As always with Sage, be very careful of postings made after a VAT period with dates prior to that when doing the above calculations. It's the bane of an accountant's life tracing these around the system (along with deleted transactions).

* except for individual capital items in excess of £2k

I am definitely with Andy on this one - he has laid it out in simplistic terms exactly as I would have told you to do it. And yes be careful if your posting dates as there is a tendency to forget to change journal dates!

If you are still not sure, give me a ring!

Fran

  4th Aug 2010 - 21:40 4th Aug 2010
C M
Cleaning Team
Quote:

Since you are not recovering any input (purchase) VAT*, the business costs and overheads need to be shown gross in the accounts. All cash, credit card & bank payments/supplier invoices/credit notes should be posted without VAT split off - there's no use of a/c 2201.

Sales invoices/credit notes are raised normally.

When it's time to do the VAT return, calculate your FRS VAT payment and the difference between that and the Outputs recorded on a/c 2200 (for the same period) should be moved by Nominal Journal:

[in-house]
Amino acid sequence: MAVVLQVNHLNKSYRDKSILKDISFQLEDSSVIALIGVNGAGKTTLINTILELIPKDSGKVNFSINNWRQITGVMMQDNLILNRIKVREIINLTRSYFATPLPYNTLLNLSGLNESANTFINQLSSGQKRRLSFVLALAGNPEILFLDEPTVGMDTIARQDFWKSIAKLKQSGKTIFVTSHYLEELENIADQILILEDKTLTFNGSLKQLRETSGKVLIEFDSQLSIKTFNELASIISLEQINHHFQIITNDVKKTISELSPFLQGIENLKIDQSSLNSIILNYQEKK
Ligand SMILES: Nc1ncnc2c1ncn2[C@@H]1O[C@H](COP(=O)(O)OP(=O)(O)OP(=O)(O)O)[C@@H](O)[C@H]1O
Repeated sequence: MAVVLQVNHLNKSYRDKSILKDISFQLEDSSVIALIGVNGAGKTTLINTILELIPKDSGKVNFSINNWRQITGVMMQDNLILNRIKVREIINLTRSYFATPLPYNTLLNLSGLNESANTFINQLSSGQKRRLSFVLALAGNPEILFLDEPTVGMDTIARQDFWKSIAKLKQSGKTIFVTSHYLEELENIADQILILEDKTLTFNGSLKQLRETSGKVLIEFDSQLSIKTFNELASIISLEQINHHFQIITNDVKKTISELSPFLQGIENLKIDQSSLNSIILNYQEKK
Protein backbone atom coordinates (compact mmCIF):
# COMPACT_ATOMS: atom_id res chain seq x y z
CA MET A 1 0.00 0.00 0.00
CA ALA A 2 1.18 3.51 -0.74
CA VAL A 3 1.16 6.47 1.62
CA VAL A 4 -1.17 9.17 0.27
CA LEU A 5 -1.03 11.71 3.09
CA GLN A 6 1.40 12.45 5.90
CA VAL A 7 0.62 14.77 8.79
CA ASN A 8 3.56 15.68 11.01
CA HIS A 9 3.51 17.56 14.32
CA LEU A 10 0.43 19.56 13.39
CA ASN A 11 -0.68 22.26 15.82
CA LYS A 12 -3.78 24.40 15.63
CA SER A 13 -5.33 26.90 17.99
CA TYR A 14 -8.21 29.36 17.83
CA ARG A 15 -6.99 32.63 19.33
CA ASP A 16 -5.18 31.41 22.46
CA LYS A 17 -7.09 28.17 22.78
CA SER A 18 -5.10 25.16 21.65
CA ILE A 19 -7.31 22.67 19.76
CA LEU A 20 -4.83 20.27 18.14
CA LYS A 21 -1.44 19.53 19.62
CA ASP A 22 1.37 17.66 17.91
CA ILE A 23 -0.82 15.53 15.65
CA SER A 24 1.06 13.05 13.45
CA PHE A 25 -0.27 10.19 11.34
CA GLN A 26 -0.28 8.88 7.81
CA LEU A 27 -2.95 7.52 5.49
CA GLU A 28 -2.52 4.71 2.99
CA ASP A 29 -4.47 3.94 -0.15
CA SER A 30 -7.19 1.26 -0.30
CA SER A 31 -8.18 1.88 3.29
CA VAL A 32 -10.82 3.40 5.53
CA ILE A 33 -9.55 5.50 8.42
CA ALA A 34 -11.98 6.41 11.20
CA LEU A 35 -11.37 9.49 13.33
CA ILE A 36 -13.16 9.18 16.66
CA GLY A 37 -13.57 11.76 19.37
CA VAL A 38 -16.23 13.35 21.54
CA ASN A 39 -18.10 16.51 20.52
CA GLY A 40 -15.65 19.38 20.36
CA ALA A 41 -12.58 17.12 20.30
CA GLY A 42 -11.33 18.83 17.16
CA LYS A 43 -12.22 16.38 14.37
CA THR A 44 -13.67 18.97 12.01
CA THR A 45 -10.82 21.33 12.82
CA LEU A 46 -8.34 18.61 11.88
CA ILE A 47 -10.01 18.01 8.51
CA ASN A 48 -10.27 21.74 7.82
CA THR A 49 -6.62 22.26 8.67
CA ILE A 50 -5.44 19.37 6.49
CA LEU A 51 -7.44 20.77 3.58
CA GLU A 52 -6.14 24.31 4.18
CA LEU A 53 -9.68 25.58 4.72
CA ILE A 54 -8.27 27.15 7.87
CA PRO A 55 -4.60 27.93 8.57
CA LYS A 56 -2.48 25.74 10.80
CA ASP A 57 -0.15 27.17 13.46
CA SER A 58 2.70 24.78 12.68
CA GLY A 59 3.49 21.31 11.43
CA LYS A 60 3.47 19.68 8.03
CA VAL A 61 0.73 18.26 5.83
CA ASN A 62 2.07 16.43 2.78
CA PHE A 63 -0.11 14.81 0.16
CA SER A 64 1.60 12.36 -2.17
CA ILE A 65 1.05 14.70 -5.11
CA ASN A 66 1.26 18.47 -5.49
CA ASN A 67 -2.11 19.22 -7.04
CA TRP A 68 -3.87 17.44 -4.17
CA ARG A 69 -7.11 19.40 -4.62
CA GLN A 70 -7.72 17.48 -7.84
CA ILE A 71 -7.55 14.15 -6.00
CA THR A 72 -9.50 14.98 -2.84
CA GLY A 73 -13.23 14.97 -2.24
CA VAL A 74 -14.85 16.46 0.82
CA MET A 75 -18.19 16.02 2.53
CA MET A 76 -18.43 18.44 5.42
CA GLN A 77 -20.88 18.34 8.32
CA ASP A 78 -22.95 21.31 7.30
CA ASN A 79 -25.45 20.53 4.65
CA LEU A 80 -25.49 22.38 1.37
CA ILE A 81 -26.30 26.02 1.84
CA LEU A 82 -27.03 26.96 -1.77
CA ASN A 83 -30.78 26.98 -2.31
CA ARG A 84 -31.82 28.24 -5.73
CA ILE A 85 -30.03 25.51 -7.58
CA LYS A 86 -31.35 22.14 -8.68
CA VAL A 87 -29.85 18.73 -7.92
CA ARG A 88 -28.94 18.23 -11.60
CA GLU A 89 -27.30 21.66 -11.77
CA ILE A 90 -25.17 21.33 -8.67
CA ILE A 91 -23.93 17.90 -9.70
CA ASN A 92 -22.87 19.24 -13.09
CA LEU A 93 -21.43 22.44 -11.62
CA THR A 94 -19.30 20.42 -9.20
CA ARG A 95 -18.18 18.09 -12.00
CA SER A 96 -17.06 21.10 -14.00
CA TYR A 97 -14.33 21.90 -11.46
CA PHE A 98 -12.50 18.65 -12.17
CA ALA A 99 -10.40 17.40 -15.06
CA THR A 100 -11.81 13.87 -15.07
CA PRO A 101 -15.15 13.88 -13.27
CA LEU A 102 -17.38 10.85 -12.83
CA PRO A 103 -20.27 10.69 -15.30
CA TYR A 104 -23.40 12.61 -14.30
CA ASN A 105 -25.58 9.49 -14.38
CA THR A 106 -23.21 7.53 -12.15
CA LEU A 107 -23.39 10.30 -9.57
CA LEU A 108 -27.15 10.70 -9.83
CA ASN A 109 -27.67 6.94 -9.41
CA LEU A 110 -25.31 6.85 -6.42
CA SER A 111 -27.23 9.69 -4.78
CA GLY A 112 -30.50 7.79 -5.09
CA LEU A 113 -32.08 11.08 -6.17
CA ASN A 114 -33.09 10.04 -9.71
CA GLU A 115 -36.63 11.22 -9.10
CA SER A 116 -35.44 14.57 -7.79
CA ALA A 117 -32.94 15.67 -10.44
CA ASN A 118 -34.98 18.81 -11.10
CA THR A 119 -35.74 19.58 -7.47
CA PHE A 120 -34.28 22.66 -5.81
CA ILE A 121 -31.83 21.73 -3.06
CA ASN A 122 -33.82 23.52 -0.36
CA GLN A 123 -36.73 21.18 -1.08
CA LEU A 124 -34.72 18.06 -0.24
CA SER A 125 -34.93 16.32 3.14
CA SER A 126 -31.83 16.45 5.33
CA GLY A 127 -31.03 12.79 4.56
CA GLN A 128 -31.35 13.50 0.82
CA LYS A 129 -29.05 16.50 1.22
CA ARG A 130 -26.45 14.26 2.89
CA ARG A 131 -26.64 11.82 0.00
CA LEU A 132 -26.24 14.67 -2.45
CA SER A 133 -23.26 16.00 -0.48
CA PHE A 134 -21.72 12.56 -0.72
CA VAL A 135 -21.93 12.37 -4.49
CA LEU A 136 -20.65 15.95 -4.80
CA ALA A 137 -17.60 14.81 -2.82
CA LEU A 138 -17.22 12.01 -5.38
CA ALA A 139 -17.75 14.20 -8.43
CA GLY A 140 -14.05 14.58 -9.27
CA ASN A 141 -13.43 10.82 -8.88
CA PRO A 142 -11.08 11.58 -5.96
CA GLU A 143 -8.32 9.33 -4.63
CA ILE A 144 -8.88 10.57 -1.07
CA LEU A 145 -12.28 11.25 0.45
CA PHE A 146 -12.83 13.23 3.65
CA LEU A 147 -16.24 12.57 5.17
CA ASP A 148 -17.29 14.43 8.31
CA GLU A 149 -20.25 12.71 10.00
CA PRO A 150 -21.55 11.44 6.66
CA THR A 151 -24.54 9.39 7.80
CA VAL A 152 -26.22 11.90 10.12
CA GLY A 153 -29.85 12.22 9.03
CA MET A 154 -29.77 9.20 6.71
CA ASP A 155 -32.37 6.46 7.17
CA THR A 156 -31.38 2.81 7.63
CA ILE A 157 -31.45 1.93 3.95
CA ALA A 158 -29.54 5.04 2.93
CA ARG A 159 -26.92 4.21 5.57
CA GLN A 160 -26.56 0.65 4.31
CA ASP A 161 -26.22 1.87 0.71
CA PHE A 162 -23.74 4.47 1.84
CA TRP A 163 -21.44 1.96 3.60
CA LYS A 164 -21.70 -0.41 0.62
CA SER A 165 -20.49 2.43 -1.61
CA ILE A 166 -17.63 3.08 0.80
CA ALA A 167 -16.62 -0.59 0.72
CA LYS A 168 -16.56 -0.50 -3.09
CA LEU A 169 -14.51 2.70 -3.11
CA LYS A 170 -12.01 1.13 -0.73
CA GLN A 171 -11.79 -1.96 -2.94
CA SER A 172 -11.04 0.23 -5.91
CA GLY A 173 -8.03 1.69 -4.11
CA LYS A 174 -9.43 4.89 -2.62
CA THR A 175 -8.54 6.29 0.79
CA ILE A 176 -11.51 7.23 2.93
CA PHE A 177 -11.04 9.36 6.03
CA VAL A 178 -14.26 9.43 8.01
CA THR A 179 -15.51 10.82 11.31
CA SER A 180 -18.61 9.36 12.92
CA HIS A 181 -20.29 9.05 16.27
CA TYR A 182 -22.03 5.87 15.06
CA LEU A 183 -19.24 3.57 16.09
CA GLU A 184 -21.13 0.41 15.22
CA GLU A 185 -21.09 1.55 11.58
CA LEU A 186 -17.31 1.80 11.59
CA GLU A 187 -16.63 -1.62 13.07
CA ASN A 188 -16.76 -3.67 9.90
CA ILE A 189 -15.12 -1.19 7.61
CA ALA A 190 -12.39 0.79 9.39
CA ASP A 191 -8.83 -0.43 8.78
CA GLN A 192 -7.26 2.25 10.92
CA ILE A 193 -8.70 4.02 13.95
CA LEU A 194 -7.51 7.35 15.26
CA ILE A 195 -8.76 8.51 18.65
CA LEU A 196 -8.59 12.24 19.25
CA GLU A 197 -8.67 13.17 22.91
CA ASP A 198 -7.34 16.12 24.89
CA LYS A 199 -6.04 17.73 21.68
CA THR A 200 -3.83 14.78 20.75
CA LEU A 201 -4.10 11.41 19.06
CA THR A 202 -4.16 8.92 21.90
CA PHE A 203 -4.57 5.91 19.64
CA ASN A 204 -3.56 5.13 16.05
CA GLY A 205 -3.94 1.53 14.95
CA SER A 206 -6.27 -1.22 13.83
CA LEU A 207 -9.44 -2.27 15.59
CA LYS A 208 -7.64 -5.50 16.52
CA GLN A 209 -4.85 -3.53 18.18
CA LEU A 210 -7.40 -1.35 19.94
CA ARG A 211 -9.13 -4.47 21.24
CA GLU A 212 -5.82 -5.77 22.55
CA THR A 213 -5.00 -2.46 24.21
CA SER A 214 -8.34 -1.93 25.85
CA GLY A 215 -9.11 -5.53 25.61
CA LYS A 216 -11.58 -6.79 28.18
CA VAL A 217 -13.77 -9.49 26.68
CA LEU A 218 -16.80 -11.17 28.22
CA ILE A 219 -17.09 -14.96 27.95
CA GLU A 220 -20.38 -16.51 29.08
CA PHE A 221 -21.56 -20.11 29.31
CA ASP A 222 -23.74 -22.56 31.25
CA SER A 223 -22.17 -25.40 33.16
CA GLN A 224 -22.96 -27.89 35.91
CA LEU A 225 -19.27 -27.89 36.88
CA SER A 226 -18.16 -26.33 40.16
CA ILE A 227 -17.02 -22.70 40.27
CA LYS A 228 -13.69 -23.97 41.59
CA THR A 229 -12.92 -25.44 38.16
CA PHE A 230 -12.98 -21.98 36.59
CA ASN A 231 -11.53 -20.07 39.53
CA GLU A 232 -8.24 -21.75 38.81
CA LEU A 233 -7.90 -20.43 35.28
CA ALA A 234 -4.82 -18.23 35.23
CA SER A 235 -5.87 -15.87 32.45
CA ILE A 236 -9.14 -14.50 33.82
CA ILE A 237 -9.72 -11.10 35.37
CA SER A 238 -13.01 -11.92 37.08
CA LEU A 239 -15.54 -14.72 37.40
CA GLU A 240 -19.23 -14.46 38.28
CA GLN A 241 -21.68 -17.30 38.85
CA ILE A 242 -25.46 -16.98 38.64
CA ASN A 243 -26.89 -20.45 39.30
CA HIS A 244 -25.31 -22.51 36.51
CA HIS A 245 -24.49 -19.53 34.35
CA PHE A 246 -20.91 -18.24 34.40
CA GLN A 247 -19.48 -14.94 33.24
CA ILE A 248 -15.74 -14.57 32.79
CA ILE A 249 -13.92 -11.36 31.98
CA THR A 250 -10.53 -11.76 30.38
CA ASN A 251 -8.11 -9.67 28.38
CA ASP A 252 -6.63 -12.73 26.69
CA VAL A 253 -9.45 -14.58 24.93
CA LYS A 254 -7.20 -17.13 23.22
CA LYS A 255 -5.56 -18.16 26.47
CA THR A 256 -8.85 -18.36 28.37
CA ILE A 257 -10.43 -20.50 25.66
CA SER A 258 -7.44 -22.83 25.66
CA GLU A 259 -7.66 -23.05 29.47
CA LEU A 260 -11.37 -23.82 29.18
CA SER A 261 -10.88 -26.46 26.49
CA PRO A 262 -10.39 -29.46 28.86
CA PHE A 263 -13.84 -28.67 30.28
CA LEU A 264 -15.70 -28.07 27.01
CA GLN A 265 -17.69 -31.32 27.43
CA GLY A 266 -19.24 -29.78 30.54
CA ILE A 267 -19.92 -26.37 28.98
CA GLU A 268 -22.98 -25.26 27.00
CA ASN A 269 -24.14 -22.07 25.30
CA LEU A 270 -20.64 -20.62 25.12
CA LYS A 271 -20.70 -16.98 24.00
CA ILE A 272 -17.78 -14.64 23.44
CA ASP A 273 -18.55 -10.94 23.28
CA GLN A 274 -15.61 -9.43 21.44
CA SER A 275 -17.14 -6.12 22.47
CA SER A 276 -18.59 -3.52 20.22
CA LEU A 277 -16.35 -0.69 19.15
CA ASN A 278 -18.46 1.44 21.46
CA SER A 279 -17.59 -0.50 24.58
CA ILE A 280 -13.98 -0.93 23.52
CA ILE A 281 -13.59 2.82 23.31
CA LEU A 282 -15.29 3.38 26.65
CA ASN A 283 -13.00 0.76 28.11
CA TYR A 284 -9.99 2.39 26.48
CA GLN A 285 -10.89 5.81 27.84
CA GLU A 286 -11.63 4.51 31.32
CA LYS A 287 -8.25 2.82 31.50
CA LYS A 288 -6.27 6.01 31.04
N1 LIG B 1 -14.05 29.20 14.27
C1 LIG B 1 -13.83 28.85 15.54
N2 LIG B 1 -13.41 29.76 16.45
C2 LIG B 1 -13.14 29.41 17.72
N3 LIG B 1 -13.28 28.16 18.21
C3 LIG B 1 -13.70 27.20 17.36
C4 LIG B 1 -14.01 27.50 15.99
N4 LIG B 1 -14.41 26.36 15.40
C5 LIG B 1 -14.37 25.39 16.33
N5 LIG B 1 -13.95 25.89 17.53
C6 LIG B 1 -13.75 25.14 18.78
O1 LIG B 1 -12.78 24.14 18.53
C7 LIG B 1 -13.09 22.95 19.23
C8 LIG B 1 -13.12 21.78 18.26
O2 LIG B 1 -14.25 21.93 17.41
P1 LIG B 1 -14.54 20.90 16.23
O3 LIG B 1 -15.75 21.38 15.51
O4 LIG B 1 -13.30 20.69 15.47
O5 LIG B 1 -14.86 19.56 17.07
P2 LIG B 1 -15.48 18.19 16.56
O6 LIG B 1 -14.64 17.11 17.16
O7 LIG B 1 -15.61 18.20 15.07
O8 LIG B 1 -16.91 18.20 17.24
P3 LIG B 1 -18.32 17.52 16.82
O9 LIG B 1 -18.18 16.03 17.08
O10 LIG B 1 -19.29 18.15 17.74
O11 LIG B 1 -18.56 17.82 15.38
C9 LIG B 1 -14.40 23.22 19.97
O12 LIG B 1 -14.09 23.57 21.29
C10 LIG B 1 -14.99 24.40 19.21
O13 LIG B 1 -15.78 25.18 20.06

Dr 2200 - VAT for the period covered by return

Cr 2202 - VAT liability for the period covered by return

Cr 4000 - Difference

The 'profit' element is additional sales, so no additional account is required.

You would then post the payment or receipt to 2202.

As always with Sage, be very careful of postings made after a VAT period with dates prior to that when doing the above calculations. It's the bane of an accountant's life tracing these around the system (along with deleted transactions).